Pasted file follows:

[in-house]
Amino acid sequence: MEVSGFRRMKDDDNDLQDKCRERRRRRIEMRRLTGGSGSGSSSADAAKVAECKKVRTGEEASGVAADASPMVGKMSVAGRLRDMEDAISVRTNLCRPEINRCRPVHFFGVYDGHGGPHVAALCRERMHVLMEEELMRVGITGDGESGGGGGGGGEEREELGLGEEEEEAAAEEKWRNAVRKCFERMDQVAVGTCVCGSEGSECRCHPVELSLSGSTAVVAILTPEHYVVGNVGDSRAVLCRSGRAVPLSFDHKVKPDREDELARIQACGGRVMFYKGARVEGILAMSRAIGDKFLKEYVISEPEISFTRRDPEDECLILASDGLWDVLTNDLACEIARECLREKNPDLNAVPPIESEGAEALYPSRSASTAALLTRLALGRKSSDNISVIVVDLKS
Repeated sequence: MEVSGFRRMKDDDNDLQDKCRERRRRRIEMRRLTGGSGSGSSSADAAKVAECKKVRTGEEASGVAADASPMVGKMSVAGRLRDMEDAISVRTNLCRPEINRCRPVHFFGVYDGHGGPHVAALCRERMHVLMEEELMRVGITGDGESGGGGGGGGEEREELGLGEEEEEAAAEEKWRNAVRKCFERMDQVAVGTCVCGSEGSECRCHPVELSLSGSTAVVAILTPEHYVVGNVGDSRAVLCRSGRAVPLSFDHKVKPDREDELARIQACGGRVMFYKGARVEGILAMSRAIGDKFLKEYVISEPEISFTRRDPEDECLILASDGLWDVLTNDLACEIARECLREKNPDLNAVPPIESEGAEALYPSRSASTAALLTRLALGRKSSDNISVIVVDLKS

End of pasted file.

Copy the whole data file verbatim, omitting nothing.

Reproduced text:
[in-house]
Amino acid sequence: MEVSGFRRMKDDDNDLQDKCRERRRRRIEMRRLTGGSGSGSSSADAAKVAECKKVRTGEEASGVAADASPMVGKMSVAGRLRDMEDAISVRTNLCRPEINRCRPVHFFGVYDGHGGPHVAALCRERMHVLMEEELMRVGITGDGESGGGGGGGGEEREELGLGEEEEEAAAEEKWRNAVRKCFERMDQVAVGTCVCGSEGSECRCHPVELSLSGSTAVVAILTPEHYVVGNVGDSRAVLCRSGRAVPLSFDHKVKPDREDELARIQACGGRVMFYKGARVEGILAMSRAIGDKFLKEYVISEPEISFTRRDPEDECLILASDGLWDVLTNDLACEIARECLREKNPDLNAVPPIESEGAEALYPSRSASTAALLTRLALGRKSSDNISVIVVDLKS
Repeated sequence: MEVSGFRRMKDDDNDLQDKCRERRRRRIEMRRLTGGSGSGSSSADAAKVAECKKVRTGEEASGVAADASPMVGKMSVAGRLRDMEDAISVRTNLCRPEINRCRPVHFFGVYDGHGGPHVAALCRERMHVLMEEELMRVGITGDGESGGGGGGGGEEREELGLGEEEEEAAAEEKWRNAVRKCFERMDQVAVGTCVCGSEGSECRCHPVELSLSGSTAVVAILTPEHYVVGNVGDSRAVLCRSGRAVPLSFDHKVKPDREDELARIQACGGRVMFYKGARVEGILAMSRAIGDKFLKEYVISEPEISFTRRDPEDECLILASDGLWDVLTNDLACEIARECLREKNPDLNAVPPIESEGAEALYPSRSASTAALLTRLALGRKSSDNISVIVVDLKS